Do you store them in multiple locations? What are the quantities on hand? I'm not using the mobile device upper right hand corner. I don't need to walk across the plant to find a part that I don't have in stock. If you need to order parts, order those parts. If you're low on parts, especially in these supply chain, challenge environments may need longer wait times.

Make sure that you have everything in order around your spare parts. You cannot control the supply chain directly, but you can have redundant sources of ordering directly in your CNS. You can change those lead times so that you have plenty of time. So you're not caught in a stock out, which is a terrible way to extend your downtime should you need that part when you need it.

Safety and compliance. And we'll get into some more safety a little bit later on. Sorry, compliance a little bit later. But have all of your safety programs, your safety data sheets, your lockout, tagout procedures, your JSA, even plant shutdowns, start ups, disaster preparedness, PPE, any teams all right at your fingertips, including when they need to be reviewed. Bottom left, you can have a list of all the certifications that your team needs to have.

Bottom right for an individual team mate, what are they certified on? When do they expire? You get warnings on this and in the upper right here, incidents, incidents are slips and falls. It's like OSHA, 300 related incidents. So within your see the mess because this all ties in your operations and management have all of this directly your fingertips not only to keep you functioning more safe and compliant with to show potential audits, internal or external, which will get in a little bit too a little bit later.

And then, of course, we need to take all of this data that to draw it in intelligent decision. So dashboards with key performance indicators, upper right, maybe you want to increase the ratio of preventive to corrective maintenance so you can set a goal and you can see real time. Are you in line with that goal? And if you're not well, that's an error.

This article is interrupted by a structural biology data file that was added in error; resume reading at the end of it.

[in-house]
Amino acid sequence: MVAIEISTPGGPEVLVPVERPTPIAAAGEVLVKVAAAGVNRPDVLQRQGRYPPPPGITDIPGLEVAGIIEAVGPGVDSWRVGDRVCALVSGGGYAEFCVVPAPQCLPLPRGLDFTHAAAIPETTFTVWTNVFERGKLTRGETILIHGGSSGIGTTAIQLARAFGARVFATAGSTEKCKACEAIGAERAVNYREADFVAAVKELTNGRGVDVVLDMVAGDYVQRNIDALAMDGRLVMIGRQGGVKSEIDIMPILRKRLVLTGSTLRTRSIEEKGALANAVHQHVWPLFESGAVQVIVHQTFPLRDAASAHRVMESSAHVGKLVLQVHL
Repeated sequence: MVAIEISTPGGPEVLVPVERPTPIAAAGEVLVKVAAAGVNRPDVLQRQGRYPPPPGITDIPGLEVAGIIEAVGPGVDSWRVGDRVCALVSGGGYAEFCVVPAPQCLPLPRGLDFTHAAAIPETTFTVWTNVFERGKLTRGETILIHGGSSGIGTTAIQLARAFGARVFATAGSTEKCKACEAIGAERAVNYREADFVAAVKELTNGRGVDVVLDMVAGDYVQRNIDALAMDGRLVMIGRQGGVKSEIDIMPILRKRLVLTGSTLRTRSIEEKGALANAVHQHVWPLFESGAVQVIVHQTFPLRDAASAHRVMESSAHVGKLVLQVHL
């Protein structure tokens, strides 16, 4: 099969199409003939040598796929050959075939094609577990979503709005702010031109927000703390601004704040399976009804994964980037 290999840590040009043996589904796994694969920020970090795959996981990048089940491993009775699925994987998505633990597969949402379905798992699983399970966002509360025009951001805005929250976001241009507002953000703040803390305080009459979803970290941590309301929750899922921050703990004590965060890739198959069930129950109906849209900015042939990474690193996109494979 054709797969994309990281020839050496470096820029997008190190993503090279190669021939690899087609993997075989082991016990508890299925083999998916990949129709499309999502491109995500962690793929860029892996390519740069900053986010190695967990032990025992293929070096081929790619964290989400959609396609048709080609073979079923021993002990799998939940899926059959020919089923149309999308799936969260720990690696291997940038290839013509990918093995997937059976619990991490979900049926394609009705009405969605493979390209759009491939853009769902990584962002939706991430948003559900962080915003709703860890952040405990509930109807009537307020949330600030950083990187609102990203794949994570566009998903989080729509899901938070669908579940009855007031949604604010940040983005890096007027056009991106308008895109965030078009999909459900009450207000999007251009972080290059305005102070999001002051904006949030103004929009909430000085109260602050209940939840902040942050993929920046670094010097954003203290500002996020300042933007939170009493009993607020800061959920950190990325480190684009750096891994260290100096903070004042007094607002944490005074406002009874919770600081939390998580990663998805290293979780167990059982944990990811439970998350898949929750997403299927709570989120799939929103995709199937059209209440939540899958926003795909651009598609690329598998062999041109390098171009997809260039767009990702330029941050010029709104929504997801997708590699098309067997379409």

You have to take a deeper dive. But whether it's reporting analytics, sources of downtime, all of that data that lives next semester is available in a variety of reports nano lyrics, charts, graphs to help you make smarter decisions. Okay. Next trivia question What is the name of this official snack or dessert? You know, and I have some cheat sheet answers for some of these, but I've heard I'll give you some cheat sheets if you want to try to guess at what they are.

But I've heard the phrase moon pies, marshmallows, wagon wheels would be pies. There may be some others that you want to guess that. But if you want to type in your answer in this walk here and again, you'll be able to see these later and see how many of you got it. All right. I have no way of doing that.

Well, I'm in the middle of the presentation. You want to take a moment there to type in what you think that official main dessert is a picture of it. And the answer is Warby Parker. You can get Wookie pies pretty much at every convenience store in country market, in every little town throughout the state of Maine and probably in most places in northern New England.

They're delicious. You can go look them up online and get a recipe. Another Maine trivia question. Back to our presentation industry 4.0 Drive superior operations. So let's start with a very brief history lesson. We are living in the fourth Industrial Revolution. There have been three before this, the first industrial revolution, which happened in 1784, was all about mechanization, steam weaving looms.

We no longer just used our muscles and piece of burden to do things. This was a major technology enhancement and created big improvements in how we created. Since industry 2.0 is second Industrial Revolution, which happened in the 1870s, about 100 years ago, 9200 years later, with mass production aided by electricity and the assembly line. You think Henry Ford's Model T production line is a good example?

That was more in the early 1900s. There were there were some things before that that changed everything. That was a major technology advancements, which really turbocharge manufacturing across all industries. The third industrial revolution, automation, I think robots, computers start coming into play electronics, and that was in the late 1960s when that started. Again, major technology changes, Industry 4.0 where we are today, it's everything we just talked about, but it's the interconnected nature.